25. Relation • Relation – any set of ordered pairs Example: M = {(-3,2), (1,0), (4,-5)} • Domain of a Relation – set of first members (“x coordinates”) Example: Domain M = {-3, 1, 4} • Range of a Relation – set of all second members (“y coordinates”) Example: Range M = {2, 0, -5}

  26. Equations in Two Variables • Considered to be relations because solutions form a set of ordered pairs Example: • There are an infinite number of ordered pair solutions, but some are:

  27. Domain ofEquations in Two Variables • Set of all x’s for which y is a real number • May help to find domain by first solving for “y” Example: • Easy to see that x can be anything except -1: Domain =

  28. Range ofEquations in Two Variables • Set of all y’s for which x is a real number • May help to find range by first solving for “x” Example: • Easy to see that y can be anything except 3: Range =

  29. Function • A special relation in which each x coordinate is paired with exactly one y coordinate Example – only one of these is a function: R = {(2,1), (3,-5), (2,3)} Not a Function S = {(3,2), (1,2), (-5,3)} FUNCTION

  30. Homework Problems • Section: 2.2 • Page: 209 • Problems: All: 5 – 15 • MyMathLab Assignment 39 for practice

  31. Dependent & Independent Variables in Functions • Since every x is paired with exactly one y, we say that “y depends on x” • For a function defined by an equation in two variables, x is the “independent variable” and y is the “dependent variable”

  32. Functions Definedby Equations in Two Variables • To determine if an equation in two variables is a function, solve for y and consider whether one xcan give more than one y – if not, it is a function Example – only one of these is a function: • Solve each equation for y and analyze:

  33. Example Continued

  34. Function Notation • Functions represented by equations in two variables are traditionally solved for ybecause doing so shows how y depends on x Example – each of these is a different function:

  35. Function Notation Continued • When working with functions it is also traditional to replace y with the symbol f(x) or some variation using a letter other than f. This gives different functions different names: Previous Example Written in “Function Notation”

  36. Function Notation Continued • Function notation “f(x)” is read as “f of x” and means “the value of y for the given x” Example: If: Then: This means that for this f function, when x is -2, y is -7

  37. Graphs ofRelations and Functions • Can be accomplished by point plotting methods already discussed • The graph of a relation will be a function if, and only if, every vertical line intersects the graph in at most one point (VERTICAL LINE TEST)

  38. Example of Vertical Line TestWhich graph represents a function? • Above: passes vertical line test – Function • Below: fails vertical line test – Not a Function

  39. Practice Using Function Notation • Given the functions f, g and h defined as follows, and remembering that f(2) means “the value of y in the f function when x is 2”, find the value of each function for the value of “x” shown: If If g = {(1,3),(-2,4),(2,5)}findg(-2) g(-2) = 4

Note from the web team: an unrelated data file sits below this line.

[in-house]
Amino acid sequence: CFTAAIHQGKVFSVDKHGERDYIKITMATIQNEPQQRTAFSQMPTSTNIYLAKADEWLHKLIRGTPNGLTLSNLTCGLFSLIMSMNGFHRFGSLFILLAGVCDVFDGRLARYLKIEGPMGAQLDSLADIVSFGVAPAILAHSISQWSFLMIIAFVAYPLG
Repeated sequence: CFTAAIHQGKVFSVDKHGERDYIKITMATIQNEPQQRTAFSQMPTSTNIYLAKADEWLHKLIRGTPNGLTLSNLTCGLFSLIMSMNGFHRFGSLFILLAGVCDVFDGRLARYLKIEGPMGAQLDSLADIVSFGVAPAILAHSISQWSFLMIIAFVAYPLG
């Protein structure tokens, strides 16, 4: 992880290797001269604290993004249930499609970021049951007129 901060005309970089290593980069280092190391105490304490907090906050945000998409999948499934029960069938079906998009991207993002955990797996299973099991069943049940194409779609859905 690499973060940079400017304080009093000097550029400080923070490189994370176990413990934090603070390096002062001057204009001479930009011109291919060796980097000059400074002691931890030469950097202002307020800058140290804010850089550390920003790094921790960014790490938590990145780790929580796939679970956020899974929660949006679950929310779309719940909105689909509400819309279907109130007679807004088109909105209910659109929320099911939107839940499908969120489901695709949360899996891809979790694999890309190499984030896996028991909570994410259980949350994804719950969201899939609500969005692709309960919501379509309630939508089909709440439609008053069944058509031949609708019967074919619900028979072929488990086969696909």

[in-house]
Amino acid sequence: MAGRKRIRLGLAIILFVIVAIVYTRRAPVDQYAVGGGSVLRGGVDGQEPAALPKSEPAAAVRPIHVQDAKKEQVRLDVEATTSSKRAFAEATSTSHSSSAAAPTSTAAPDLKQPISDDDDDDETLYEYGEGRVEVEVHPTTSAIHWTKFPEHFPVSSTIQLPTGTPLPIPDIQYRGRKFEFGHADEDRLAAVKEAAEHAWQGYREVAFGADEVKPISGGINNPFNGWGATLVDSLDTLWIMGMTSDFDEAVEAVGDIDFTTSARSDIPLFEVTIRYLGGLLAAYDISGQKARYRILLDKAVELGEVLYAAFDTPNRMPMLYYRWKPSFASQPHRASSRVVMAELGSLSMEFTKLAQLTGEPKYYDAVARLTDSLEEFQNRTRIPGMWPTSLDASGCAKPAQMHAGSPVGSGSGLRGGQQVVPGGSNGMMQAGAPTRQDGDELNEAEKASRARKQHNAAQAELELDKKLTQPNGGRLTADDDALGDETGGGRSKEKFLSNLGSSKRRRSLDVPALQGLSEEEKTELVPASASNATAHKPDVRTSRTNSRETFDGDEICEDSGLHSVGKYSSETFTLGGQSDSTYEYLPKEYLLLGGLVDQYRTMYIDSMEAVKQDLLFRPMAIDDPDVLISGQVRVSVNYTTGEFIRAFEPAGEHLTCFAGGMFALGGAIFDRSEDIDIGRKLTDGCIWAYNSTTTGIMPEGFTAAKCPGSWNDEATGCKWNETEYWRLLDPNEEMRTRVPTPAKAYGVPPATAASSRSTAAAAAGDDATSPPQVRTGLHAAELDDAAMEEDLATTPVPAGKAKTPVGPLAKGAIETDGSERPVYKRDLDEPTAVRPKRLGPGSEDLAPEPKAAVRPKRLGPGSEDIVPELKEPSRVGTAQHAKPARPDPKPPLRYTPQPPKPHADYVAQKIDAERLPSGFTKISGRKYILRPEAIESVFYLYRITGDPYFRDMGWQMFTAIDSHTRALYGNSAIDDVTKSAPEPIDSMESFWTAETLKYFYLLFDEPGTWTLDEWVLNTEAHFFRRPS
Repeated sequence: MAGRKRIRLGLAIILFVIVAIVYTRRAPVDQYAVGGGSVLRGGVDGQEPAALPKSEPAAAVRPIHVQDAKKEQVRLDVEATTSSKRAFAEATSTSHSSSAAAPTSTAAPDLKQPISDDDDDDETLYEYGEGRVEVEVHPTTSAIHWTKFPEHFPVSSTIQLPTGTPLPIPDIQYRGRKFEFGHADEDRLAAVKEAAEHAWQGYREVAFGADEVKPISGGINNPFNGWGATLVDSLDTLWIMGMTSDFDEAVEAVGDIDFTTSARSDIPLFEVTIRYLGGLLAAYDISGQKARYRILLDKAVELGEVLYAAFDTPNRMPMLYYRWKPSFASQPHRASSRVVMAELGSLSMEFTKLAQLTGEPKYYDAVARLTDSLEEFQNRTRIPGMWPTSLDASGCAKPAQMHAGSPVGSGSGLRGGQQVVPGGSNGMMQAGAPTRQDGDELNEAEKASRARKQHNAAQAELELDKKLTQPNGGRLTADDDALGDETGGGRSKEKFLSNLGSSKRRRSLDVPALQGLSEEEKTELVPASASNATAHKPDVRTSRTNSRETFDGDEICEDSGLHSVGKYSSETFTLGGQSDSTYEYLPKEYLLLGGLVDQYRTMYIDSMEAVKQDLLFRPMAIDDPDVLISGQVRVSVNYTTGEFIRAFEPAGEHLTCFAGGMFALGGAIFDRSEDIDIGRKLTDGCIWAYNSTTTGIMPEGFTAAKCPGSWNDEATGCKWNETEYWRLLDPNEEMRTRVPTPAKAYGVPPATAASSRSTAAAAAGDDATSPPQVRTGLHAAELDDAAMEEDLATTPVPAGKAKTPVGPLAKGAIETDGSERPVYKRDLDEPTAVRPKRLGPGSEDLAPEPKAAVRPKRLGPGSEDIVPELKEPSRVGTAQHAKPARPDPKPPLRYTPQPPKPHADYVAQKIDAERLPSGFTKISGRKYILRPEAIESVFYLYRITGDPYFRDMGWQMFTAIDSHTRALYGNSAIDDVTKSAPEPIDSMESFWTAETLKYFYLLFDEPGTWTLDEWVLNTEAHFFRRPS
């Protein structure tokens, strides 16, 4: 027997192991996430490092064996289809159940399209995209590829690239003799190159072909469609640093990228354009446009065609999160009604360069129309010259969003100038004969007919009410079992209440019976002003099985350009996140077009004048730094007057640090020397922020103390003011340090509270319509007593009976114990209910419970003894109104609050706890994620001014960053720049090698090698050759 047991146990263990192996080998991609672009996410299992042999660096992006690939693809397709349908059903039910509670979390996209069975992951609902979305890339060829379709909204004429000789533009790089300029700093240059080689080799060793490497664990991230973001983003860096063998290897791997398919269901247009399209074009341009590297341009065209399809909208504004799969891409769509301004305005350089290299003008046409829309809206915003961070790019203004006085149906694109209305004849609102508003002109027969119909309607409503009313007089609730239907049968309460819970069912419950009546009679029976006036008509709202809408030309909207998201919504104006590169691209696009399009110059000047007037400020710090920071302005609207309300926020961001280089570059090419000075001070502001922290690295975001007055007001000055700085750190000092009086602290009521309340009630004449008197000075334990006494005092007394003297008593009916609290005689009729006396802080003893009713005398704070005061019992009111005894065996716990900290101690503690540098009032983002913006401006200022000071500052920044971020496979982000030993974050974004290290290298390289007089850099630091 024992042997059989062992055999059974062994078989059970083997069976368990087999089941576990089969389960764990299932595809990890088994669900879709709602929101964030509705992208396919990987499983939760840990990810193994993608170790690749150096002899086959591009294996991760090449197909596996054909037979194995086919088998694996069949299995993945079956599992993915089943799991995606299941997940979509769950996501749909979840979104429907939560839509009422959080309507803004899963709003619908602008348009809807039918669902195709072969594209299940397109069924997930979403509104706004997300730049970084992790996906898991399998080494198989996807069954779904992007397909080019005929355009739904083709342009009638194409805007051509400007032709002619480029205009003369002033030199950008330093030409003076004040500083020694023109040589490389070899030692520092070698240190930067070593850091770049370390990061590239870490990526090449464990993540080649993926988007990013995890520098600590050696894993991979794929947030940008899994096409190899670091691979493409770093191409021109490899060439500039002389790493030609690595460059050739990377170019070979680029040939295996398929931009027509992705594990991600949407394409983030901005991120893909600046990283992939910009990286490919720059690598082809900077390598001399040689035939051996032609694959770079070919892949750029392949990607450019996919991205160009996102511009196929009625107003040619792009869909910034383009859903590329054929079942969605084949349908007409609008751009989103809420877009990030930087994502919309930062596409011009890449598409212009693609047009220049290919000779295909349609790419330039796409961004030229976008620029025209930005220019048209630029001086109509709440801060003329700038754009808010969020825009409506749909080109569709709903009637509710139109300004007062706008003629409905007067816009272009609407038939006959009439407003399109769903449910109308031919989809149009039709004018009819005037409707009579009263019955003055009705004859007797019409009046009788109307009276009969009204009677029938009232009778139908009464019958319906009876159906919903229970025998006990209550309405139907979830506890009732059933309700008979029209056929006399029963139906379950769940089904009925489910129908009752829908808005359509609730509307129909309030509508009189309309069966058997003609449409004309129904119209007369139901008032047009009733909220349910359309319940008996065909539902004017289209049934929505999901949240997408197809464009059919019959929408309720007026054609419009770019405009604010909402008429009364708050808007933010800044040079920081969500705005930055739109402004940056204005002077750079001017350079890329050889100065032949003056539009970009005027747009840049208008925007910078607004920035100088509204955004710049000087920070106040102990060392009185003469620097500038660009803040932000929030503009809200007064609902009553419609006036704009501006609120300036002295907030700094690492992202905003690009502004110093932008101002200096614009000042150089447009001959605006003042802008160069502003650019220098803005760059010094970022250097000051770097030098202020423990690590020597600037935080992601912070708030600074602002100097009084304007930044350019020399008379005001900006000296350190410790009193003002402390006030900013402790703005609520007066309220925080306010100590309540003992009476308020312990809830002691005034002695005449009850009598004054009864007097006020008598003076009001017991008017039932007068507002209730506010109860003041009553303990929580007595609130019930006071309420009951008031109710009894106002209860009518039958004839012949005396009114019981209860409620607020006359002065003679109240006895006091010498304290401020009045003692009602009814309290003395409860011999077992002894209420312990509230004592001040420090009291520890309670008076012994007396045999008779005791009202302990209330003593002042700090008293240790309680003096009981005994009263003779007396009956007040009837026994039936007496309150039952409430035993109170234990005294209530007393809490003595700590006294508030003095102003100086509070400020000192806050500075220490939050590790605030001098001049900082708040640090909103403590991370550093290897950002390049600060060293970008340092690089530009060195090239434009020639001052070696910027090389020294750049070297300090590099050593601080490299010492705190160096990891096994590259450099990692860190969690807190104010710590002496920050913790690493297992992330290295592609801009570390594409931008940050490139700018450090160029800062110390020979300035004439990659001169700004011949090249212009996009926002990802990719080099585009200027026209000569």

40. Practice Using Function Notation Given the graph of y = h(x), find h(-3) h(-3) = 1

  41. Determining if Equation in Two Variables is a Function • Solve the equation for y. • If one x gives exactly one y, it is a function. • If it is a function, it may be written in function notation by replacing y with f(x).

  42. Example Determine if the following equation defines a function, if so, write in function notation: This is a function since one x gives one y

  43. Increasing, Decreasing and Constant Functions • A function is increasing over some interval of its domain if its graph goes up as x values go from left to right within the interval • A function is decreasing over some interval of its domain if its graph goes down as x values go from left to right within the interval • A function is constant over some interval of its domain if its graph is flat as x values go from left to right within the interval

  44. Example • Show the “interval of the domain” where the given function, • is increasing: • is decreasing: • is constant:

  45. Homework Problems • Section: 2.2 • Page: 210 • Problems: Odd: 17 – 37, 41 – 63, 69 - 77 • MyMathLab Assignment 40 for practice • MyMathLab Quiz 2.2 due for a grade on the date of our next class meeting

  46. Linear Functions • Any function that can be written in the form: Example: f(x) = 3x - 1 • This is called the slope intercept form of a linear function (reason for name – explained later). • The graph of a linear function will always be a non-vertical straight line

  47. Graphing Linear Functions • Find any two ordered pairs that are solutions (chose two different x’s and find corresponding y’s) • Plot the two points in a rectangular coordinate system. • Draw a straight line connecting the two points with arrows on both ends.

  48. Graphing a Linear Function Graph f(x) = 3x – 1 Choose two values of “x” and calculate corresponding “y” values: f(0) = 3(0) – 1 = -1 [ordered pair: (0,-1)] f(2) = 3(2) – 1 = 5 [ordered pair: (2, 5)]

  49. Linear FunctionsWith Horizontal Line Graphs A linear function of the form: can be simplified to: This means y will always be the same (y = b) no matter the value of “x” The graph will be a horizontal line through all the points that have a “y” value of “b”

  50. Example of Linear FunctionWith Horizontal Line Graph Graph f(x) = -3 (Note: this function says no matter what value “x” is, the “y” value will be -3.)